Mr PASIN (Barker) (15:56): The member for Paterson is calling for certainty. The certainty that she is calling for is the closure of the Tomago smelter. That is the reality. When she talks to her grandchildren in the future, her grandchildren will be saying to her: ‘Grandma, why did you impose a 50 per cent policy renewable target that ultimately led to the closure of the Tomago aluminium smelter? Grandma, why did you do that?’ And she will say, ‘Well, Granddaughter, I was pursuing an ideological campaign and I was prepared to sacrifice the jobs of the Tomago smelter on the altar of that ideological campaign.’ That is what you will have to say, and that is fine. I for one do not want to pursue a certainty that means that, for example, those that work at Millicent at the Kimberly-Clark mill end with a certain future that sees them on the unemployment line. I do not want to see people in my electorate faced with the kind of certainty that the member for Paterson is quite comfortable with, which sees a massive deindustrialisation of our effort across this nation. What I want to see is a policy that backs Aussie jobs, and a 50 per cent renewable target does not do that.
How do I know that? I know that because I live in South Australia, and we have achieved a renewable penetration of some 42 per cent. I did not get the privilege of hearing the member for Port Adelaide earlier, but others have told me that he did not mention South Australia once—not one mention of South Australia in this debate. So to those opposite I say: why are you so embarrassed about the South Australian experiment? It is your experiment. It is effectively the real-time modelling of what you want to see. In fact you want to see it on steroids, because you would like to see it at 50 per cent rather than 42 per cent. But why are you so embarrassed? It is your policy. It is a 50 per cent renewable policy. We are well on the way in South Australia.
I will tell you why you are embarrassed: you are embarrassed because, like me as a South Australian in this place, you know that every time the station starts with, ‘Are the lights on?’ Those opposite have to deal with that as much as I do. I am sure the member for Port Adelaide gets asked at the odd barbecue or fundraiser in the state, ‘So are the lights on at home?’ We have to say, ‘Yes, they are, but unfortunately they are very expensive to keep on,’ because in South Australia we have the kind of electricity prices that you cannot fly a rocket ship over. I have employers who come to me on a daily basis and say: ‘Tony, this can’t be right. We’ve just got our offer for a new contract for electricity. It’s over a 100 per cent increase. There must be some sort of error.’ I say: ‘There is no error. That is the consequence of a Labor government in South Australia that idealistically pursues an agenda with no focus on storage.’ It was a government that thought, ‘The Northern Power Station—let’s blow it up.’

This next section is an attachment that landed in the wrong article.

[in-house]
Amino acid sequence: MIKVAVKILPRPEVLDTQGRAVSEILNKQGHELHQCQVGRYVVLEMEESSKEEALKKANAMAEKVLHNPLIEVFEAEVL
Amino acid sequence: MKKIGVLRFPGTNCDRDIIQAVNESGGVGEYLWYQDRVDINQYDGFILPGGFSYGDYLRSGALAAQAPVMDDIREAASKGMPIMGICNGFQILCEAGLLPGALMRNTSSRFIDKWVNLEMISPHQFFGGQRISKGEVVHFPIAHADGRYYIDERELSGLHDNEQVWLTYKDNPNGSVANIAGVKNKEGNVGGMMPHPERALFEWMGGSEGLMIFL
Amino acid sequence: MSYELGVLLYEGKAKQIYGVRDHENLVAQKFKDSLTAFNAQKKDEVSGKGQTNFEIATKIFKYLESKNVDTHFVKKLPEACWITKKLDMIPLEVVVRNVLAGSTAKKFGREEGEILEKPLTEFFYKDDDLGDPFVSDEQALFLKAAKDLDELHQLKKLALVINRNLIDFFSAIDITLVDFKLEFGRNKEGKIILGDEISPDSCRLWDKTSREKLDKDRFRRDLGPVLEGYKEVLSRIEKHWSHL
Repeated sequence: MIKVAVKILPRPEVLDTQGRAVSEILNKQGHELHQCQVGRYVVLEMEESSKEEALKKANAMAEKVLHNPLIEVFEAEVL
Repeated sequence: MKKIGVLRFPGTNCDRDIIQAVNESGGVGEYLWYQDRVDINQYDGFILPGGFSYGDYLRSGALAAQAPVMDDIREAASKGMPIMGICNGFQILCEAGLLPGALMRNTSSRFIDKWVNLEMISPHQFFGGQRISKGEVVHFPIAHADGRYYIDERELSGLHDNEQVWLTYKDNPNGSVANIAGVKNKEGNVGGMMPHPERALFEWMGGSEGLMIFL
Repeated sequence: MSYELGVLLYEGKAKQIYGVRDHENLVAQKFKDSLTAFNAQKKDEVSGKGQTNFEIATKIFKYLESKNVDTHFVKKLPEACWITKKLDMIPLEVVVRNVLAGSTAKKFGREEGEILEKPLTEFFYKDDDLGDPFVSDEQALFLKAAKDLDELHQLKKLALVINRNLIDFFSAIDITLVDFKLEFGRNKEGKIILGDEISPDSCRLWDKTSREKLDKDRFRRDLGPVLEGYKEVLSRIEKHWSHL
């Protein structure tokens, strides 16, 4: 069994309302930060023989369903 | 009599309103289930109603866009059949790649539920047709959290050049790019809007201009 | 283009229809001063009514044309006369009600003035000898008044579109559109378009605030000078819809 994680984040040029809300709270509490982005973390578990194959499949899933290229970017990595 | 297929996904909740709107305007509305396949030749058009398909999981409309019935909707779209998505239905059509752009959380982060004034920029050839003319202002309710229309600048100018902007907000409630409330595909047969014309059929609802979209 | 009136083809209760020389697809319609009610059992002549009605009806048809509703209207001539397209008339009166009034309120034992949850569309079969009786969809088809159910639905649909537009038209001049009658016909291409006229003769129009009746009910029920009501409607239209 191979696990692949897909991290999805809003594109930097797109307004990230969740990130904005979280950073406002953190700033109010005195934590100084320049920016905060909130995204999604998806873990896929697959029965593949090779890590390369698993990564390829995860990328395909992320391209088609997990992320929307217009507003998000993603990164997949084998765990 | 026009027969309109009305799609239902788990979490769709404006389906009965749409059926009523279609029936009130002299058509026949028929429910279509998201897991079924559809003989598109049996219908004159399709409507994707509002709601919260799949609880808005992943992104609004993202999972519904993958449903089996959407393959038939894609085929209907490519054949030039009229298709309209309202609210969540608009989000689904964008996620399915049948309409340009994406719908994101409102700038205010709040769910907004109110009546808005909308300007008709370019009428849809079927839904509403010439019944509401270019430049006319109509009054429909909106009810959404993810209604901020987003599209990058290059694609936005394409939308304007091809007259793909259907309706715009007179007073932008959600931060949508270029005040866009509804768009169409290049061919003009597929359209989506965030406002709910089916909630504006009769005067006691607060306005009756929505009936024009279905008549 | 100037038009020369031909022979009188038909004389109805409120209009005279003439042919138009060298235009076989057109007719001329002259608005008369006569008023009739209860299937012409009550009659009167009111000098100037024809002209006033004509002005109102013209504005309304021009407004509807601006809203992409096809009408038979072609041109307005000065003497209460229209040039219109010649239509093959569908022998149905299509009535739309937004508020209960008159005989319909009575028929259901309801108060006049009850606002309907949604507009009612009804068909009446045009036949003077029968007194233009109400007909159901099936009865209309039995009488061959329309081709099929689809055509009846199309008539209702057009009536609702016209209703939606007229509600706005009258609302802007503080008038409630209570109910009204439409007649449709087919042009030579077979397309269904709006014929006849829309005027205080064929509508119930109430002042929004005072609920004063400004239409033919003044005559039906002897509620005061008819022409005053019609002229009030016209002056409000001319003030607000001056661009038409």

Relying so heavily on renewables means that when I go into homes to speak to pensioners on unrelated matters I see over in the corner a gas bottle and a burner. I think, ‘Surely not?’ So I work it into the conversation. I ask politely, ‘What is happening over there?’ They say, ‘That’s how we keep ourselves warm.’ I ask, ‘Why is that?’ They say: ‘That is because we cannot afford the electricity prices. We can’t afford to remain connected to the grid.’ Those opposite want to see pensioners huddled in a corner, as we see in South Australia, turning the Bunsen burner on to keep warm. This is the reality for South Australia. If you do not believe it, come with me. I will introduce you to these people. I will show you what happens when you pursue an ideological agenda and do not worry about the cost.
What do those opposite say? They say: ‘Don’t worry about jobs. It’s fine. Let’s pursue this.’ The member for Paterson really does surprise me because she comes in here to represent smelter workers. She has a reasonably sized coal industry in her electorate. But she says, ‘I want to pursue a 50 per cent renewables target.’ You have to be kidding me! It beggars belief. The only certainty they are talking about is the certainty that unemployment will abound— (Time expired)